Churches in Algeria are facing intimidation and harassment, despite constitutional provisions guaranteeing freedom of worship in the country.
On Sunday 24 April, 2016, a church in Mâatkas, in the north-eastern region of Kabylie, was ordered to cease all religious activities on the grounds that it was in breach of a 2006 law which regulates non-Muslim worship.
The authorities have threatened to commence legal proceedings against the church if Christian worship continues in the building currently being used by the church.
The notice provides no further detail about the alleged infringement, nor any timeframe within which steps should be taken to ensure compliance with the law.
The church in Mâatkas is affiliated with the Protestant Church of Algeria (known as EPA, its French acronym), which is legally registered. In response to the notice, the president of the EPA, Rev. Mahmoud Haddad, said it was a violation of the freedom of worship enshrined in the Constitution.
“The new Constitution, passed in February 2016, has duly established freedom of religious worship. Its Article 36 clearly states that freedom of religious worship is guaranteed in compliance with the law,” he said. “The house where church conducts its worship was rented on behalf of the EPA, which has an official agreement from the Ministry of the Interior.
“The majority of churches affiliated to the EPA are in the same situation. They rent rooms or houses to celebrate their worship. Are authorities going to send such notifications to all these churches?”
It is the second case encountered by a church affiliated with the EPA since the beginning of the year. In February, authorities issued a notice to the church in the town of Aït Djima, also in Kabylie, ordering it to close for breaching the 2006 law. But the church has continued its activities, arguing that there has been no breach of law.
The church leaders told the regional authorities about their activities and provided all relevant documentation, including a statement confirming the church’s affiliation with the EPA.
This situation reflects a long-standing legal difficulty faced by churches in Algeria. The 2006 law stipulates that permission must be obtained before using a building for non-Muslim worship, and that such worship can only be conducted in buildings which have been specifically designated for that purpose.
But in practise, the authorities have failed to respond to almost all applications from churches for places of worship, including churches affiliated with the EPA. In view of the authorities’ failure to respond to applications, it has become standard practice for churches to rent premises and inform the local authorities that they have done so.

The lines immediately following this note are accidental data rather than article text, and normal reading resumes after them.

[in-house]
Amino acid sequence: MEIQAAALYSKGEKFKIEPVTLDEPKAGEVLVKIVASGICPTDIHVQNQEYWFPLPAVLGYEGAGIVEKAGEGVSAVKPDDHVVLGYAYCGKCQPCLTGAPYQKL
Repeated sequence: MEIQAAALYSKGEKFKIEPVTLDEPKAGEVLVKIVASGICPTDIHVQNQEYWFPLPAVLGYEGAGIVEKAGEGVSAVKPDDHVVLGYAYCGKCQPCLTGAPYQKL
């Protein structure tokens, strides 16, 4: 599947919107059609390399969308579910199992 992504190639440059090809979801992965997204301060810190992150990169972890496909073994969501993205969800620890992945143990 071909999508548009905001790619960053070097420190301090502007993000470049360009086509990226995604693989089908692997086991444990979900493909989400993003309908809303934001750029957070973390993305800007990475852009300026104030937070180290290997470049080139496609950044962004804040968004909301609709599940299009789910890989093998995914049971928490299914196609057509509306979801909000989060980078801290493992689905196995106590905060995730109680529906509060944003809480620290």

In May 2011, the mayor of Béjaïa invoked the 2006 law to order the closure of seven protestant churches accused of operating ‘’illegally.” However, as a result of pressure from the EPA and a wave of protests from activists and human rights groups, the mayor withdrew this order.
The 2006 law, which is aimed at regulating all religious worship except Islamic, is used as a tool of persecution by the authorities, said Rev Haddad, who is also pastor of a Protestant church in Algiers, the capital.
“It is an unjust law against Christians, who were denied their right to worship and the opportunity to share the Gospel freely,” he said.
Since the law was adopted, several Christians have been sentenced to suspended prison terms and fined. In 2008, Christian teacher Habiba Kouider was charged under the 2006 law for illegal possession of bibles. Her trial drew widespread media attention and rebukes from the European Parliament and human-rights watchdogs such as Amnesty International. The case is still pending.
Rev. Haddad says “the situation of Christians in Algeria will not improve until the outright law, which is no longer justified, is repealed”.
The challenge of finding places to worship
The issue of finding places to worship is a real headache for the church in Algeria, which is experiencing remarkable growth, particularly in the north-eastern province of Kabylie.
Of the 43 local churches affiliated with the EPA, only 15 own their places of worship. Some churches have either rented premises, which they have then turned into places of worship, while others gather in homes. In some remote areas, Christians gather in the forest or on the top of mountains to avoid hostile reactions from neighbours.
The situation of these churches, devoid of permanent places of worship, prohibits their stability and development. Five churches have closed for lack of a place of worship.
To remedy this situation, the EPA has established a special fund for the benefit of affiliated churches in need.
“Our aim is that every church has its own place of worship,” said Rev. Haddad. “We will establish a list of all the communities that have no place to meet, or those who are occupying places as tenants, and see how to help them get their own place of worship.”